Tuesday, April 22, 2014

Why a freely convertible Yuan is needed fast - Paul Gillis


Paul Gillis
Paul Gillis
Relaxing capital controls is needed fast, argues Beida professor Paul Gillis at his accounting weblog, as he analyses the position of Chukong Holdings Limited. They filed last week for a US IPO, but also use a so-called variable interest entity (VIE) structure, a source of many problems, argues Gillis.

Paul Gillis:
I suspect that Chukong is actually burning cash in its VIE. That would make sense, since 89% of revenues and presumably most of the business is in the VIE. It also appears that company got the cash to burn by selling preferred shares in the Cayman Islands parent company, and then somehow transferred that cash to the VIE.
Chukong carefully explains in their filing that they may not be able to convert the proceeds of their offering into RMB and to capitalize PRC operations. That is because China has strict capital controls. With proper approvals, Chukong would have been able to contribute the proceeds from the preferred stock sales as capital (or made a loan) to its Chinese subsidiaries, known as wholly foreign owned enterprises (WFOE). But getting the money from the WFOE to the VIE is where it gets tough. SAFE Circular 142 says that the RMB obtained from a capital contribution cannot be used for an equity investment in China. SAFE Circular No. 45 prohibits converted funds from being loaned to another company through entrust loans. Direct company-to-company loans (commercial paper) are not allowed in China, so entrust loans, with a bank in the middle, get around the prohibition. But entrust loans cannot be made from converted contributed capital. So how did Chukong get the funds into the VIE? Lots of ways have been invented to circumvent China’s capital controls, but all of them have one thing in common – they are illegal.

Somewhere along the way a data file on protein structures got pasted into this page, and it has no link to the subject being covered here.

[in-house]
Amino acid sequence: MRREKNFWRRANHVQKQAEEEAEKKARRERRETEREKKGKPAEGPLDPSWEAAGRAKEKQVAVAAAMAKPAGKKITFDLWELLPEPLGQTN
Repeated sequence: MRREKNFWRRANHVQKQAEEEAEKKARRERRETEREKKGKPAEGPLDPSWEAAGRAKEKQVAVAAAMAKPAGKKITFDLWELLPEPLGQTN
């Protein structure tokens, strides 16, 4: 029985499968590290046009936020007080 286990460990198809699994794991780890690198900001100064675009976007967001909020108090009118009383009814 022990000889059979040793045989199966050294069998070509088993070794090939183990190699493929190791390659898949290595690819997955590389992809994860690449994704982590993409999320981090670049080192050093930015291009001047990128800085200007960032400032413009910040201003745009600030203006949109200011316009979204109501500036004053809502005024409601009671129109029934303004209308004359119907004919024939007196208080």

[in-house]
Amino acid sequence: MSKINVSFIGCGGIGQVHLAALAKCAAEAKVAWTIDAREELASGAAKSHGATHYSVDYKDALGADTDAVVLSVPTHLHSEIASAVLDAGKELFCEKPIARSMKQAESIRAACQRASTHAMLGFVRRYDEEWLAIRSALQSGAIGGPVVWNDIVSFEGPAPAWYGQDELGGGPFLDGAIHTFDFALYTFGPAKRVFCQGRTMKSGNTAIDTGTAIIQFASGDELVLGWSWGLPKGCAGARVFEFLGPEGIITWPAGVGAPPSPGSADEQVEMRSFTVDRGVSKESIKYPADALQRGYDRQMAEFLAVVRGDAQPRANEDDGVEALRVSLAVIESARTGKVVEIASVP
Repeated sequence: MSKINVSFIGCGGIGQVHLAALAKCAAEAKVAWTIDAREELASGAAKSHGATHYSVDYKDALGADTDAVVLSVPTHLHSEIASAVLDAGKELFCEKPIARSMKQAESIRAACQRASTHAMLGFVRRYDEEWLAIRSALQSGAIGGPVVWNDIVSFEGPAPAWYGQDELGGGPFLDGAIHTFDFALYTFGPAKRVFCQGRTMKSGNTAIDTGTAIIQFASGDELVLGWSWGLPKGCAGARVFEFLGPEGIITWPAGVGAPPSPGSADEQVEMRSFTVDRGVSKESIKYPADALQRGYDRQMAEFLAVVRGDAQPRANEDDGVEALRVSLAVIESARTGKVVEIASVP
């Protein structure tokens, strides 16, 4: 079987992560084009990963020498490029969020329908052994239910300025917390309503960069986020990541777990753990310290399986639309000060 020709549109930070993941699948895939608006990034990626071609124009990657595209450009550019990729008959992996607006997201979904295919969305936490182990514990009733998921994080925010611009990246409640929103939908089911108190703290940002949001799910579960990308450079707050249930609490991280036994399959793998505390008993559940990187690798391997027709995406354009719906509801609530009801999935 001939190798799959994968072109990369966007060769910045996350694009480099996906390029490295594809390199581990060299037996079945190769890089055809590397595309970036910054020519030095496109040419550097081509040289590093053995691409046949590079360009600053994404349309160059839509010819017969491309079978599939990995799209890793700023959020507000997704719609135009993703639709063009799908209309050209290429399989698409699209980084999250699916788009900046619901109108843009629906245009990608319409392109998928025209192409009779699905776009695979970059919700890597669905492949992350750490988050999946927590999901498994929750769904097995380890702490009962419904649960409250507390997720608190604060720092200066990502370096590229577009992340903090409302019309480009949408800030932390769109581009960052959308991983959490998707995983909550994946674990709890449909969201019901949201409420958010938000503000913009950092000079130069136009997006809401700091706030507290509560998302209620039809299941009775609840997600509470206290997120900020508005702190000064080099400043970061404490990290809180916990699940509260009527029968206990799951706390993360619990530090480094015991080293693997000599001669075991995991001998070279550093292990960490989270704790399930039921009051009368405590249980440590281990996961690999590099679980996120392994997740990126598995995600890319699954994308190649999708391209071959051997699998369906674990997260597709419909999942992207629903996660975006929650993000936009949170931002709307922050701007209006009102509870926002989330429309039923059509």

Chukong dutifully explains that all these rules may continue to limit the use of proceeds of the offering. That gets to the principal accounting issue – Is Chukong a going concern? Auditors have to assess whether a company has the financial wherewithal to survive another year. If they conclude that it is more likely than not that the company won’t make it, they are to issue a going concern opinion and the offering would likely be doomed. ...
Readers know I have a poor opinion of the VIE structure. This is just another example of the deepening contradictions of it. This problem will be relieved when China relaxes capital controls, but a comprehensive solution to the VIE problem is needed.
More at the China Accounting Weblog by Paul Gillis.

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